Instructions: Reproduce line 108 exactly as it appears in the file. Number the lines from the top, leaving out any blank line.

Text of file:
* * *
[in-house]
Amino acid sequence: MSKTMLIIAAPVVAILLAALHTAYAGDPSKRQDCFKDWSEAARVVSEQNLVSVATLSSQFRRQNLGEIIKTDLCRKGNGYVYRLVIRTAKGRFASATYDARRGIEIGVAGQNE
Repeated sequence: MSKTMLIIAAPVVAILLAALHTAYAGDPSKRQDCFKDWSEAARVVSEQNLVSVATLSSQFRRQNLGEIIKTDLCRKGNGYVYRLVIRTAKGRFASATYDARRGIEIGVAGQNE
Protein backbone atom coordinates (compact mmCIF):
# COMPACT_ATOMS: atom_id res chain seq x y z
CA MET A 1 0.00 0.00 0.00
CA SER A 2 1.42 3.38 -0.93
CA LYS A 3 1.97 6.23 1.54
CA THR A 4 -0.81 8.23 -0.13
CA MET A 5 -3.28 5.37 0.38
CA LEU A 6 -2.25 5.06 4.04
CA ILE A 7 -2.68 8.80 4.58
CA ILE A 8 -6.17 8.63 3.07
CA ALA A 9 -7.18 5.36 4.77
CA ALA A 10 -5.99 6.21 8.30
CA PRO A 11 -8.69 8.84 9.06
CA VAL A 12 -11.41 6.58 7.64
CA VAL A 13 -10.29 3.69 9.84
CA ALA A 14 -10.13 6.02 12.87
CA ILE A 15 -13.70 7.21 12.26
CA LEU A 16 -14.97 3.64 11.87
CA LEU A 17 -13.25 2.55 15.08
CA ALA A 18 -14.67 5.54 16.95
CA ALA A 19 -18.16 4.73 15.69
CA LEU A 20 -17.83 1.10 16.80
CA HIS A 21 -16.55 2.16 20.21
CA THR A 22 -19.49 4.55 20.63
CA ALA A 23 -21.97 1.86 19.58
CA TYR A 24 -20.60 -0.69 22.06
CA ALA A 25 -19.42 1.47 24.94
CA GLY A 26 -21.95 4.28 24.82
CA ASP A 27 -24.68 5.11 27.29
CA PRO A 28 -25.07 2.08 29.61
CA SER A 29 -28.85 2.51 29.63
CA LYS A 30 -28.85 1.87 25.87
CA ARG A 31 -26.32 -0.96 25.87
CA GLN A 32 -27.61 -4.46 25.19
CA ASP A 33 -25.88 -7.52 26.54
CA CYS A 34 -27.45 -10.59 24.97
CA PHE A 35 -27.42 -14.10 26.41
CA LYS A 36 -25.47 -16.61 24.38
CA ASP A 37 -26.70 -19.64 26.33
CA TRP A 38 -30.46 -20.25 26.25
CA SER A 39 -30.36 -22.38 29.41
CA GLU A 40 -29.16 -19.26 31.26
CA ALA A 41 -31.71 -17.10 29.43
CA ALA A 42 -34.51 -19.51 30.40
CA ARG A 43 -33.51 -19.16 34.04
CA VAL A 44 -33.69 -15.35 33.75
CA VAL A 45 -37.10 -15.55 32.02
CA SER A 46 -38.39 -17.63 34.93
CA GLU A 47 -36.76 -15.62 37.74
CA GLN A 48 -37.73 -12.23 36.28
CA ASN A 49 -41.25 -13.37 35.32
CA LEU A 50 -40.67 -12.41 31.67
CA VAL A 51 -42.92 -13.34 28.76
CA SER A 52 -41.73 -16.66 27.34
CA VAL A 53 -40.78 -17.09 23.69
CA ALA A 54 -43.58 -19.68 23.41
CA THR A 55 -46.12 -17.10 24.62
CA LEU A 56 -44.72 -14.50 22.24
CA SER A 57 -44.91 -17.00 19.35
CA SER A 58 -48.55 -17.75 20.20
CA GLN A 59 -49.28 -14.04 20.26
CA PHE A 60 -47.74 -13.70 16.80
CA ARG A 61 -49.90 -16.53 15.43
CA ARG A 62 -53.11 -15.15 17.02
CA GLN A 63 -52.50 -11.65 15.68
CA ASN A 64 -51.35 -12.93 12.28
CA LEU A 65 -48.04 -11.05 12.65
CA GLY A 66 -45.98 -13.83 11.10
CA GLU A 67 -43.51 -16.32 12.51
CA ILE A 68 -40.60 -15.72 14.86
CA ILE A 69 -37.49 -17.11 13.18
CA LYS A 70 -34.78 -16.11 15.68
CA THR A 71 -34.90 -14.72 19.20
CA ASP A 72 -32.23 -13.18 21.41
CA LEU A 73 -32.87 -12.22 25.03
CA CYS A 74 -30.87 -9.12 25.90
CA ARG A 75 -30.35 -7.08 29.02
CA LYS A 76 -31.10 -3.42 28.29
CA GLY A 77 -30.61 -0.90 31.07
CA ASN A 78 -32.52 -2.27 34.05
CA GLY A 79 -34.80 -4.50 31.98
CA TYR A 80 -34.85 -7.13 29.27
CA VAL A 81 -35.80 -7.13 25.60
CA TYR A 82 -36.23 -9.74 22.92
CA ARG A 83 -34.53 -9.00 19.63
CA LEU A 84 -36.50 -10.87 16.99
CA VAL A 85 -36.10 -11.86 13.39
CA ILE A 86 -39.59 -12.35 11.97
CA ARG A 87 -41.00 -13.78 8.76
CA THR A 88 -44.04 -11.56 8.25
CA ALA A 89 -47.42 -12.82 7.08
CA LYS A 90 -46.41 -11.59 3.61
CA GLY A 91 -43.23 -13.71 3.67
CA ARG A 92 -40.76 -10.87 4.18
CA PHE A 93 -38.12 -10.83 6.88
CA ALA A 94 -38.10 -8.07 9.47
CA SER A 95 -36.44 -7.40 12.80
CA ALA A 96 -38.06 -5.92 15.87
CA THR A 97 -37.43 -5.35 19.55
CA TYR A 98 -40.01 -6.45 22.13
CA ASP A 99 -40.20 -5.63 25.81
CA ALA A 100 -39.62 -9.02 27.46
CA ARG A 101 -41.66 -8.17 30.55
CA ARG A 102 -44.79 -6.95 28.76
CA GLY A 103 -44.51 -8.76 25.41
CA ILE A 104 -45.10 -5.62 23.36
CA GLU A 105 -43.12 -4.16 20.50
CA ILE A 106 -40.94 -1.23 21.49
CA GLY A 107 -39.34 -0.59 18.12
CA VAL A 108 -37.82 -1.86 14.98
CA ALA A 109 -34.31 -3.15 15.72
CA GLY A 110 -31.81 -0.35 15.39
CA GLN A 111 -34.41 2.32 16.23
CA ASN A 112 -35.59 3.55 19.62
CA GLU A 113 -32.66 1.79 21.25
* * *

CA GLY A 103 -44.51 -8.76 25.41